Jakarta. Asia Pacific Resources International Limited, or APRIL, never seems to run out of ideas for executing sustainable development goals (SDGs). The pulp and paper producer has recently launched APRIL 2030, a set of commitments and concrete actions to bolster SDGs' achievement in the next decade.
Royal Golden Eagle (RGE), the parent group to APRIL, sees sustainability as inseparable from their core business operations.
“APRIL 2030 shows how business and sustainability can go hand-in-hand. We have to align ourselves with the global commitment. SDGs give a tailwind to what we are trying to achieve,” RGE’s director Anderson Tanoto told reporters in an online press conference on Tuesday.
The APRIL 2030 program comprises four pillars. The first pillar is a climate-positive environment, which includes net-zero emissions from land-use through science-based initiatives.
"We have signed up science-based target initiatives to advance net-zero carbon emission. We are the first forestry company in Indonesia to sign this initiative," Anderson said.
The second pillar is a thriving landscape, where APRIL doubles down on investments and funding for wildlife and environment conservation.
Followed by the inclusive progress pillar, where APRIL ensures inclusivity for the local community. This includes annihilating extreme poverty, stunting, as well as boosting quality education. Finally, the sustainable growth pillar in which APRIL continues to expand its business through circular strategies and responsible production.
Meanwhile, the Covid-19 pandemic does not deter APRIL from boosting its sustainability efforts.
"In fact, Covid-19 presents an opportunity for the private sector to take leadership for sustainability. This narrative is not only limited to Indonesia but across Southeast Asia. I am sure Indonesian companies can rise to the challenge and sustainability in the next target," Anderson said.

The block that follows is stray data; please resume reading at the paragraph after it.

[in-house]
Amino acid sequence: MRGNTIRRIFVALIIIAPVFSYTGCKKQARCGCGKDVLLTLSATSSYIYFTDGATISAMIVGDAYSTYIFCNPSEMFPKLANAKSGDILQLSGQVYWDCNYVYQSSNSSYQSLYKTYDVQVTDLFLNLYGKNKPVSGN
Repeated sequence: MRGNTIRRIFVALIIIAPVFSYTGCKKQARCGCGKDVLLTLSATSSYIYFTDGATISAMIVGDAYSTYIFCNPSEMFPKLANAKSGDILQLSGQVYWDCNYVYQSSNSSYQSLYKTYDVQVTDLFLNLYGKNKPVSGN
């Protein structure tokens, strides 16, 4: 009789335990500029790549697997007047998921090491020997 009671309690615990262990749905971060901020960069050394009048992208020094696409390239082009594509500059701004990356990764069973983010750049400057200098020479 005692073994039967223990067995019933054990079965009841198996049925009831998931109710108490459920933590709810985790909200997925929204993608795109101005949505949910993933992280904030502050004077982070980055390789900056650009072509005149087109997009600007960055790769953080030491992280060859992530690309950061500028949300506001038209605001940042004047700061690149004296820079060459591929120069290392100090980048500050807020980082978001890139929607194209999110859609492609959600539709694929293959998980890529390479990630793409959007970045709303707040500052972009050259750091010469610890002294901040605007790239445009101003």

In 2015, APRIL pledged to conserve one hectare of forest for every hectare of plantation.
“The fulfillment of this 1-for-1 commitment is currently at 82 percent. Over the next few years, we will focus on achieving that 1-for-1 commitment. As of now, we have conserved 360,000 hectares out of the 450,000 hectares of concession lands,” Sihol Aritonang, director of Riau Andalan Pulp and Paper (RAPP), one of APRIL’s business units, said.
According to Sihol, conservation efforts require significant funding. These funds do not only go towards planting trees but also managing risks such as fire and poaching. To this end, APRIL would set aside some funds for conservation for every ton of wood used in the production.
“APRIL’s production-protection model is also capable of supporting conversation investment. Our plan revolves around self-funding from production activities to support [environment] protection,” Sihol said.
Despite the self-funding plan, APRIL still opens its doors for future collaborations with local and international partners to safeguard the environment.
“Over the next decade, we also would like to invite other collaborators, not just in the Kampar Peninsula but perhaps other areas as well,” Anderson said.
In an immediate move to deliver and take action, APRIL is in advanced discussion on a cooperation with Wildlife Conservation Society on wildlife protection and conservation in Indonesia, including of endangered species, in support of the Indonesian Government’s biodiversity goals. This is in addition to the ongoing collaboration with long-time partner Fauna & Flora International on the Riau Ecosystem Restoration (RER) initiative.
APRIL also extends the investment on conservation and restoration through an average annual funding of $10 million to be invested in nature that is guaranteed by APRIL’s production-protection approach.
A new tropical peatland science hub has been established at the RER Eco-Research Camp on Riau’s Kampar Peninsula that will serve as a hub for national and international scientists and academics and for stakeholders who wish to experience ecosystem restoration work on the ground. APRIL has also signed up with the Science-Based Target Initiative (SBTi) and will work to set a science-based emission reduction target aligned with the SBTi’s target-setting criteria.
To immediately kick off the company’s shift to renewable energy sources, as part of the commitment to reduce its carbon emissions, APRIL will be installing 20MW solar panels at its operational sites starting in 2021. When completed in 2025, this will be one of the largest, private sector, solar panel installations in Indonesia.